Department log supply projections are forecast to increase from 4.6m m3 this year to 6.4m m3 by 2030.
Sawmills, board mills and energy outlets have the capacity to process all of this material but how much of it will reach the market remains uncertain.
Over the past two years, difficulties in obtaining felling licences have caused silvicultural, supply and employment problems for timber processors, forest owners, contractors and forestry companies.
“The felling licence crisis has seriously undermined confidence throughout the forestry and forest products sector,” says Traolach Layton, forestry manager of GP Wood, the Co Cork-based company, with sawmills in Enniskeane and Lissarda.
The markets for sawn timber at home and in the UK are good because of shortages from traditional lumber suppliers
“Having invested in milling capacity to meet the increasing volumes of logs projected, mills have now been forced to import substantial volumes of logs from Scotland, which is unsustainable.”
GP Wood – having faced down the challenge of COVID-19 and Brexit – has been hit hard by the licence debacle.
“The markets for sawn timber at home and in the UK are good because of shortages from traditional lumber suppliers including Scandinavia and Germany,” he explains.
“High selling prices for product have allowed unprecedented log prices for timber growers. Very high log prices have been paid for scarce private lots, flushing out existing licences even for premature clearfells. In fairness to Coillte, it has maintained market-related prices for its logs and has done what it could to keep the industry going but, for 2020, Coillte was only able to supply 75% of its log volume commitments to sawmills.”
Remember, most mills were closed for weeks due to COVID-19 last year, which took pressure off log supply in the first half of 2020
As a result, sawmills struggled to maintain production for the full year and at year-end most mills had depleted operational log stocks.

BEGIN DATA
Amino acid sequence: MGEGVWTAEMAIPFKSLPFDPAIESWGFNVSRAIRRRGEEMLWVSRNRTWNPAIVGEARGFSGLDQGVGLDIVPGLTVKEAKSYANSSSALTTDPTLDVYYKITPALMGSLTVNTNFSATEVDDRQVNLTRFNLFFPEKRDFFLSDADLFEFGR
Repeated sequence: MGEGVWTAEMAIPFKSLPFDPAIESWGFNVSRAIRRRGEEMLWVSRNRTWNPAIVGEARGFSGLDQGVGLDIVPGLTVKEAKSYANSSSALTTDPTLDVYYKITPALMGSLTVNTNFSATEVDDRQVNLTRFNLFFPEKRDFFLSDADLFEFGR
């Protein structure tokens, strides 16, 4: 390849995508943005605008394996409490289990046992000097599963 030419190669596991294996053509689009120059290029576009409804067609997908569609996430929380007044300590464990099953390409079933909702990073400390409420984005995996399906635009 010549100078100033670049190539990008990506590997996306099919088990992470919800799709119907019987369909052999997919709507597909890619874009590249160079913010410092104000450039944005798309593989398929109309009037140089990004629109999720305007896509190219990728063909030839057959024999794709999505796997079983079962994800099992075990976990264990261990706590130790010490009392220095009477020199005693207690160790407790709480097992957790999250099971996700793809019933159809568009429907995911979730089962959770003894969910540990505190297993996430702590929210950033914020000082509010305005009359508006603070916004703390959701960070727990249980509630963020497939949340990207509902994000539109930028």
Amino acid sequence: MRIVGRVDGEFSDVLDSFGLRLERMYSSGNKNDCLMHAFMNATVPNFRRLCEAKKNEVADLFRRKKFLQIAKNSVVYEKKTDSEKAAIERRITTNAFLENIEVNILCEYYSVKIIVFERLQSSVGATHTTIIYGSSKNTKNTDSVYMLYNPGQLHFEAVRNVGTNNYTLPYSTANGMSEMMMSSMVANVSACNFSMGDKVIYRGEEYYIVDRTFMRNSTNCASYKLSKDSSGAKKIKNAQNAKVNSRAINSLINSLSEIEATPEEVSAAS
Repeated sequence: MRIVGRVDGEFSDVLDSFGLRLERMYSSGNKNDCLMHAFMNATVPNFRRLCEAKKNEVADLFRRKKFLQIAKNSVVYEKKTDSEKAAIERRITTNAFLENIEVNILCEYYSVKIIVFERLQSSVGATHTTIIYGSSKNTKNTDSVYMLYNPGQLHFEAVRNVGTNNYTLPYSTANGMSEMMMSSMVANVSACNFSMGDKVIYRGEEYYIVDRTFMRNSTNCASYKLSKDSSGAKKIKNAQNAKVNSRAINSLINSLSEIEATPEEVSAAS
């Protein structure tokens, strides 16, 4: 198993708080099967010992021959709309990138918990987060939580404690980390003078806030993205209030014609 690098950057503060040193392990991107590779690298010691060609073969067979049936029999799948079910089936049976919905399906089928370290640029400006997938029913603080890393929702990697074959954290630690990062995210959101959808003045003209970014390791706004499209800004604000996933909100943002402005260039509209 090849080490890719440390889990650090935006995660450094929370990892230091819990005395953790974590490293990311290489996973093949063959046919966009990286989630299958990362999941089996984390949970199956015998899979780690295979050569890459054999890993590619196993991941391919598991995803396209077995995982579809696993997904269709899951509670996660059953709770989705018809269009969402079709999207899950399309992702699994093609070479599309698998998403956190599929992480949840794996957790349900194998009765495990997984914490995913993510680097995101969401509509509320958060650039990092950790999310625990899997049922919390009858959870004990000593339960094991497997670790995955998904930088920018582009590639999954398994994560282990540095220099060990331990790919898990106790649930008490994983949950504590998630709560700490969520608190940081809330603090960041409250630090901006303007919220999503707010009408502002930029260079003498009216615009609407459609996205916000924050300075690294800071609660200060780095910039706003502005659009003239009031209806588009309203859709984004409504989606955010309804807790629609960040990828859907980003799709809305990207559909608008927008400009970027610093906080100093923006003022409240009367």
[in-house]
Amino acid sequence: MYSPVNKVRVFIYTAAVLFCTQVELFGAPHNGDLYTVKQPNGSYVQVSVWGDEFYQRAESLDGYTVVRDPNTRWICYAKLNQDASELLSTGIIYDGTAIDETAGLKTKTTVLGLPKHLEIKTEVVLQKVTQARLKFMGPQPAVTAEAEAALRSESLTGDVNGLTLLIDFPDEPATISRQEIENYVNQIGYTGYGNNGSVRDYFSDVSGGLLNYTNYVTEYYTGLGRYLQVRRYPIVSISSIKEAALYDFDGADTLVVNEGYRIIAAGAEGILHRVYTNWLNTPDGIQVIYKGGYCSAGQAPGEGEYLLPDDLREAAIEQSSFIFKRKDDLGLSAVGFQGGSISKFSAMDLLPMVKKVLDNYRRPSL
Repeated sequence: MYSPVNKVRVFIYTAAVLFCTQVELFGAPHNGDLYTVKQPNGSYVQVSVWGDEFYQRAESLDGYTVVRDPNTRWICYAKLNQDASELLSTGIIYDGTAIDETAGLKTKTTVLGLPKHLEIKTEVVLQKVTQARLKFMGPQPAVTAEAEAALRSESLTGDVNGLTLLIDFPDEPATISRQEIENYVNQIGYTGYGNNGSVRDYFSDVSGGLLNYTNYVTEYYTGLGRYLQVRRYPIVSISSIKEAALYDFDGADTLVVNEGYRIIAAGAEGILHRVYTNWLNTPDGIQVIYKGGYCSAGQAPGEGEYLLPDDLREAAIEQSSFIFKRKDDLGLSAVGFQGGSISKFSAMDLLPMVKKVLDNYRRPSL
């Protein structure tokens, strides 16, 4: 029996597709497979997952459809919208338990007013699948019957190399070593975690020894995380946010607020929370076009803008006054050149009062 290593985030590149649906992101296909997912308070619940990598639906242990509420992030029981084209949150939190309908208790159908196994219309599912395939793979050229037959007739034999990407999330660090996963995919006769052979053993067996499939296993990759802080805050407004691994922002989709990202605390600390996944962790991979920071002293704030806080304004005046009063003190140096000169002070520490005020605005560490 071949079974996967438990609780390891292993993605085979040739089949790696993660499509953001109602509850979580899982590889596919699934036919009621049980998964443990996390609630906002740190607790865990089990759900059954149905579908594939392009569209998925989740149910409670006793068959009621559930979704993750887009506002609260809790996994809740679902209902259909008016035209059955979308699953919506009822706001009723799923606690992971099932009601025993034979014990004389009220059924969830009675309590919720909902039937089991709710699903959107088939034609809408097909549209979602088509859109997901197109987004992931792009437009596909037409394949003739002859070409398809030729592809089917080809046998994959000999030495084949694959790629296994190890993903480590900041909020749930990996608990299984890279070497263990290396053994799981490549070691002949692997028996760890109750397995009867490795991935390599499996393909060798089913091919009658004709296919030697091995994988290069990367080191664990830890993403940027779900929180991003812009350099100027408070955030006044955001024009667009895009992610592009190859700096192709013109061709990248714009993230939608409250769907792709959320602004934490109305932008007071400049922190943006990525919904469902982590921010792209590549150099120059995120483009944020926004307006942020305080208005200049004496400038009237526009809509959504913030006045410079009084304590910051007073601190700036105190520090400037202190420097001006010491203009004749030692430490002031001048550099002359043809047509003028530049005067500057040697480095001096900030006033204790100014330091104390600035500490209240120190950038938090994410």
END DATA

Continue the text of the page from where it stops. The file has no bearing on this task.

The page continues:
“These have diminished to skeletal levels and sawmills are operating ‘hand to mouth’, with Coillte offering log lots as they become available,” Layton says. “Remember, most mills were closed for weeks due to COVID-19 last year, which took pressure off log supply in the first half of 2020.”
When asked about the future, he says there has to be continuity of supply, both from Coillte and private forest owners. “In the absence of working log stocks, it is extremely difficult for mills to maintain harvest and haulage infrastructure and to match production with customer needs or to plan with any confidence,” he maintains.
“Coillte is confident that it will have licences to offer forecasted volumes of logs for 2021 but scheduling of sales is out of kilter with normal practice and much of the offer is still dependant on felling licences or road permits.
He admits there is little evidence of an improvement in licensing private lots.
“Logs from private forests are sporadic and scarce with a huge backlog in licence applications.
“I’m glad to see that tackling the licence issue has been prioritised by Project Woodland but a solution needs be found quickly.”
When the Mackinnon Review was published in November 2019, it was received with much optimism by farmers and the wider industry. The report captured their frustrations but, more importantly, it plotted a path forward. Fast forward 16 months and, let’s be honest, we have not moved very far.
Farmers want action
Farmers have been slow in welcoming Minister of State Pippa Hackett’s newly launched Project Woodland because it feels like déjà vu. It seems like just another report published, while farmers are still waiting to get a licence to manage their forests as the crisis worsens.
Farmers want action. They want to be able to get a licence within four months from a system that respects their rights as forest owners and at a cost that reflects the size of their forest and the scale of the operation.
It is well documented that farmers want an independent external project manager to oversee the implementation of Mackinnon.
The mismanagement of the current licence crisis and the failure of the Department to implement recommendations in the intervening 16 months, makes it clear that an independent project manager is critical to the success of this new plan.
To ensure its success, the IFA is calling on the minister to act immediately
There have been many false dawns in the attempts by the Department to handle this crisis. If this plan is to deliver a more farmer-friendly system, that makes managing forests at farm scale workable again, then it must be properly resourced. To ensure its success, the IFA is calling on the minister to act immediately on the following:
There are a lot of positive actions in Project Woodland but it is very much the first step. The lack of timelines for the delivery is a major concern for farmers and the sooner the working groups can provide clarity the better. If the minister is serious that farmers are the future of the forestry programme then she must listen and act on their concerns.